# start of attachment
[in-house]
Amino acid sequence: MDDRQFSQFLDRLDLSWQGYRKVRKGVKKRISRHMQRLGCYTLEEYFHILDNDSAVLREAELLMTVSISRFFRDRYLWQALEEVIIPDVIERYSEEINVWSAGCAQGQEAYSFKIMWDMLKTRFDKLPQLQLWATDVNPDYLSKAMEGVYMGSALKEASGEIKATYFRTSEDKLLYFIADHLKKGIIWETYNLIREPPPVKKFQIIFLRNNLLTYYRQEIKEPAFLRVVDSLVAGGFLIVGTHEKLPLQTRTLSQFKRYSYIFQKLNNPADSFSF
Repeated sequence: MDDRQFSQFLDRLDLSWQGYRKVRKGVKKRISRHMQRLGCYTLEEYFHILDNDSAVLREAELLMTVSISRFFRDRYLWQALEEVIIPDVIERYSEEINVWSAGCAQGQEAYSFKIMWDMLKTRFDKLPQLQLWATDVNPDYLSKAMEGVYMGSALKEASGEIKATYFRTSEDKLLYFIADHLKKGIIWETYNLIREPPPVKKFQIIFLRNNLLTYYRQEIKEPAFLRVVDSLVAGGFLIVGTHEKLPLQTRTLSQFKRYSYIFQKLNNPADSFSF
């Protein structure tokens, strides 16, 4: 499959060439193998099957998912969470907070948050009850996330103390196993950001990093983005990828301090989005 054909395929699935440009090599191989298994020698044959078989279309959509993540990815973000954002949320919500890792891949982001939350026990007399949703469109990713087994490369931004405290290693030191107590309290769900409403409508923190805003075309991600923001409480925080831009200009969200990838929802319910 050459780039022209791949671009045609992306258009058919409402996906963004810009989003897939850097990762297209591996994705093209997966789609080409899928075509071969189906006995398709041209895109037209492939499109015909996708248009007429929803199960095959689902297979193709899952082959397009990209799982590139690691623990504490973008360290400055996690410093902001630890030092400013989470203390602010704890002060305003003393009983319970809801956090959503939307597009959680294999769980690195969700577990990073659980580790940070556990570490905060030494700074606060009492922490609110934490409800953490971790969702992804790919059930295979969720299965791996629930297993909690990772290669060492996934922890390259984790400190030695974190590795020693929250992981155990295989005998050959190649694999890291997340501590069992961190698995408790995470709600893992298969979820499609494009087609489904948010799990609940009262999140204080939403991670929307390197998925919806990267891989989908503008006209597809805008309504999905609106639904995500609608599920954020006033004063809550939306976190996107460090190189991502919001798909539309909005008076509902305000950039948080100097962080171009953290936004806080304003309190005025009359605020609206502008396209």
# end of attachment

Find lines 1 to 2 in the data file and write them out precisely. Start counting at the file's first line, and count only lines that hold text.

[in-house]
Amino acid sequence: MDDRQFSQFLDRLDLSWQGYRKVRKGVKKRISRHMQRLGCYTLEEYFHILDNDSAVLREAELLMTVSISRFFRDRYLWQALEEVIIPDVIERYSEEINVWSAGCAQGQEAYSFKIMWDMLKTRFDKLPQLQLWATDVNPDYLSKAMEGVYMGSALKEASGEIKATYFRTSEDKLLYFIADHLKKGIIWETYNLIREPPPVKKFQIIFLRNNLLTYYRQEIKEPAFLRVVDSLVAGGFLIVGTHEKLPLQTRTLSQFKRYSYIFQKLNNPADSFSF